“We’re Not Southern, We’re Mountain”
It only takes about thirty minutes of talking with Mia and I slip into a Southern accent that is neither my birthright or authentic. We are taking the afternoon to go to a Buddhist class together in the city. This is no small step for a woman raised in the Southern Baptist tradition.
On the way there, I confess to her that I am disturbed by hog jowls and their recent appearance in the local grocery store.
“Oh honey,” she coos, “Don’t even get me started. That’s more a tradition from the Deep South. That just ain’t right.”
“Well shee-it,” I say, noticing my own patterning. “I’m almost as put off by them as I am two gallon jars of pickled eggs.”
“I don’t eat nothin’ that’s pickled unless it’s pickles,” she says matter of fact.
We go back and forth like this, our rapport having grown since we first began working together at the craft school Coffeehouse. It is a relief to have a female friend my age to call on for life’s trails and tribulations that actually lives in the valley. We can talk face to face, we know the same people, and we go to parties together to ease the strain of our mutual social awkwardness.
Mia has advice about men. She has advice about women (“Let me tell you,” she says, “I work in an office full of ‘em. Whew!”). She knows everybody and whom they’re related to (her mother is a Young and her father is a Buchanan, which explains everything, not the least of which is the fact that she and her husband sat down and went over a four family genealogy before finally deciding they could tie the knot, certain that they were not related). She knows where to get the best car wash in town, who’s gonna rip you off and who you can trust. She knows who’s in the meth and who’s gotten out of it alive. She knows who cheated on whom and who shoulda left whom but just didn’t get the guts up yet. On top of that, she is one of the most active minds I know and is admirably open-minded despite her “closed-minded” upbringing.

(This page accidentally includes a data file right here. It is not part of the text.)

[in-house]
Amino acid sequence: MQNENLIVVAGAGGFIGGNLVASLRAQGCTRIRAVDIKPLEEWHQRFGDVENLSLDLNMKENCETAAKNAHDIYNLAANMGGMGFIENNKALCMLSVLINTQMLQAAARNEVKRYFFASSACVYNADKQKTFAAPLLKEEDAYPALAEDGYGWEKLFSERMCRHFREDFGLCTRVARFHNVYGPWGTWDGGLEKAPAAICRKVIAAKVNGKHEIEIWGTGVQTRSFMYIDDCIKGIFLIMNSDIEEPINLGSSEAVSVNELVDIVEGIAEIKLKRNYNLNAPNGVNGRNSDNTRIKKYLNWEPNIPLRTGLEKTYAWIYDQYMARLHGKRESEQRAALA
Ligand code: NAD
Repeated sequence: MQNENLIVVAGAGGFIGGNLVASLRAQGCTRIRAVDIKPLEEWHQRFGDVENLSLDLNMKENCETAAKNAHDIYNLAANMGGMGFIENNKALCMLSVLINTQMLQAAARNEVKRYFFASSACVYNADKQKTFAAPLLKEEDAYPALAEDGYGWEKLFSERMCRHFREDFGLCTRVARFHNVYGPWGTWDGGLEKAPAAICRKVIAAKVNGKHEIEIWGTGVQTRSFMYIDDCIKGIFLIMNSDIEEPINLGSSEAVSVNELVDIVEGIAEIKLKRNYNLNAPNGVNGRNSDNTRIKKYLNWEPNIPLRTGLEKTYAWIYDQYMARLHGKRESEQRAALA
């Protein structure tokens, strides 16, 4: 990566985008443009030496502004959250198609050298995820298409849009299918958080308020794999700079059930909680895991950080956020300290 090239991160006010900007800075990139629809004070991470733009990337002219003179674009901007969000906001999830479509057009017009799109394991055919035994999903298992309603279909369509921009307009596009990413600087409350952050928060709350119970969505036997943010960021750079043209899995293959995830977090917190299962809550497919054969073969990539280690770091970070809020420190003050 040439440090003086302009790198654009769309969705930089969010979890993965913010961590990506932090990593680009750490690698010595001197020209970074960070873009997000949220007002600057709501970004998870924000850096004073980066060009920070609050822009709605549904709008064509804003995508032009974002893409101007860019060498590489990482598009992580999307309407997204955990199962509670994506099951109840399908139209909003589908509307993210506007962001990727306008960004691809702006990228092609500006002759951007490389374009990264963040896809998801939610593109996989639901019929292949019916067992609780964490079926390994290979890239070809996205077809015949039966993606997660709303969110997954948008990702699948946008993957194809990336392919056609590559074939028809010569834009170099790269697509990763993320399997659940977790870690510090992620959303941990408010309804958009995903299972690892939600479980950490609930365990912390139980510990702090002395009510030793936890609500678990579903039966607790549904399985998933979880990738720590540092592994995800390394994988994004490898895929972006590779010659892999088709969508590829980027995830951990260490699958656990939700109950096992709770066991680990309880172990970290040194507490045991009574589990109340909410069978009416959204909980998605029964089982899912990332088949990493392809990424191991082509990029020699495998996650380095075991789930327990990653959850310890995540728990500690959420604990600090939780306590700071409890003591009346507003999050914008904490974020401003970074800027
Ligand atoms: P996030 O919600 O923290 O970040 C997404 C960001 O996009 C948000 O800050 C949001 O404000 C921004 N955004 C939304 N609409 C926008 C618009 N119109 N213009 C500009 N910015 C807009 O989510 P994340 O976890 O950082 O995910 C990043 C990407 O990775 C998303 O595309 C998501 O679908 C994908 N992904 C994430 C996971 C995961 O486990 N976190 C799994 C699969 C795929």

“But oooh, if my Momma knew where I went today,” she says, referring to the Buddhist class on our way home.
“If you get home before your husband, you should sit on the floor cross-legged like a yogini and start sayin’ ‘OOOOMmmmmmm’ over and over again when he walks in,” I suggest, chuckling at the image.
“ I was thinkin’ ‘bout somethin’ like that. I tell you, the first thing out of his mouth would be ‘Well Goddamn, baby!’” she laughs comfortably, know that Jonathan will support her fully whichever path she chooses. “Actually, he might even like to come next week,” she smiles.